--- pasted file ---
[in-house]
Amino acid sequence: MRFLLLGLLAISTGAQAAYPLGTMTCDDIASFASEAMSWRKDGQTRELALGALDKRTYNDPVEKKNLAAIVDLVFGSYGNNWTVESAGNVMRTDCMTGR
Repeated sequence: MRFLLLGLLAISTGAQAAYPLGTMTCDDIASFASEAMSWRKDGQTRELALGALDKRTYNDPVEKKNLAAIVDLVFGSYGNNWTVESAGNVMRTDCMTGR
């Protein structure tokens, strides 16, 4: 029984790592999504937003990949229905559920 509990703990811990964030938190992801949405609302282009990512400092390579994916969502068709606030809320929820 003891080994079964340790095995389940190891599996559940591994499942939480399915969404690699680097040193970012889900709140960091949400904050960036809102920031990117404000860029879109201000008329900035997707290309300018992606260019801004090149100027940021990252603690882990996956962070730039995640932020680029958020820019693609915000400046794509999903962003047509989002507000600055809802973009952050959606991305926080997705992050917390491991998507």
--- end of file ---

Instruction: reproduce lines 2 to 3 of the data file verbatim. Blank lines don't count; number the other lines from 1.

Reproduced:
Amino acid sequence: MRFLLLGLLAISTGAQAAYPLGTMTCDDIASFASEAMSWRKDGQTRELALGALDKRTYNDPVEKKNLAAIVDLVFGSYGNNWTVESAGNVMRTDCMTGR
Repeated sequence: MRFLLLGLLAISTGAQAAYPLGTMTCDDIASFASEAMSWRKDGQTRELALGALDKRTYNDPVEKKNLAAIVDLVFGSYGNNWTVESAGNVMRTDCMTGR